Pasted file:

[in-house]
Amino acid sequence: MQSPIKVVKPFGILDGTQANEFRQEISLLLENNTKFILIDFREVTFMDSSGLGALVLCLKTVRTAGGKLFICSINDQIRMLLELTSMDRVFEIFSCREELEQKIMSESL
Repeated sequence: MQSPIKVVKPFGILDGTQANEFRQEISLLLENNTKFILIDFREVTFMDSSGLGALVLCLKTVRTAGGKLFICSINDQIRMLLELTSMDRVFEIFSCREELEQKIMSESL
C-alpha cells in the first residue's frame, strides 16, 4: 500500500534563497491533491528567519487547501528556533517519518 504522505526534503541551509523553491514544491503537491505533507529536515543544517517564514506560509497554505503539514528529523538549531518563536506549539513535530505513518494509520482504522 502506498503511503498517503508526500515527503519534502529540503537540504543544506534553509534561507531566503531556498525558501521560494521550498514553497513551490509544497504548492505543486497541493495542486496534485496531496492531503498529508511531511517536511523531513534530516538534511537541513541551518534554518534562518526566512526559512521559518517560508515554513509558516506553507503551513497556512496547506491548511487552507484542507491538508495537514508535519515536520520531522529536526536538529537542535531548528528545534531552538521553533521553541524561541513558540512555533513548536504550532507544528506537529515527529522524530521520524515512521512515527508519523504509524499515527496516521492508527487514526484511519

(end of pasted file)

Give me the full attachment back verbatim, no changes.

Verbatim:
[in-house]
Amino acid sequence: MQSPIKVVKPFGILDGTQANEFRQEISLLLENNTKFILIDFREVTFMDSSGLGALVLCLKTVRTAGGKLFICSINDQIRMLLELTSMDRVFEIFSCREELEQKIMSESL
Repeated sequence: MQSPIKVVKPFGILDGTQANEFRQEISLLLENNTKFILIDFREVTFMDSSGLGALVLCLKTVRTAGGKLFICSINDQIRMLLELTSMDRVFEIFSCREELEQKIMSESL
C-alpha cells in the first residue's frame, strides 16, 4: 500500500534563497491533491528567519487547501528556533517519518 504522505526534503541551509523553491514544491503537491505533507529536515543544517517564514506560509497554505503539514528529523538549531518563536506549539513535530505513518494509520482504522 502506498503511503498517503508526500515527503519534502529540503537540504543544506534553509534561507531566503531556498525558501521560494521550498514553497513551490509544497504548492505543486497541493495542486496534485496531496492531503498529508511531511517536511523531513534530516538534511537541513541551518534554518534562518526566512526559512521559518517560508515554513509558516506553507503551513497556512496547506491548511487552507484542507491538508495537514508535519515536520520531522529536526536538529537542535531548528528545534531552538521553533521553541524561541513558540512555533513548536504550532507544528506537529515527529522524530521520524515512521512515527508519523504509524499515527496516521492508527487514526484511519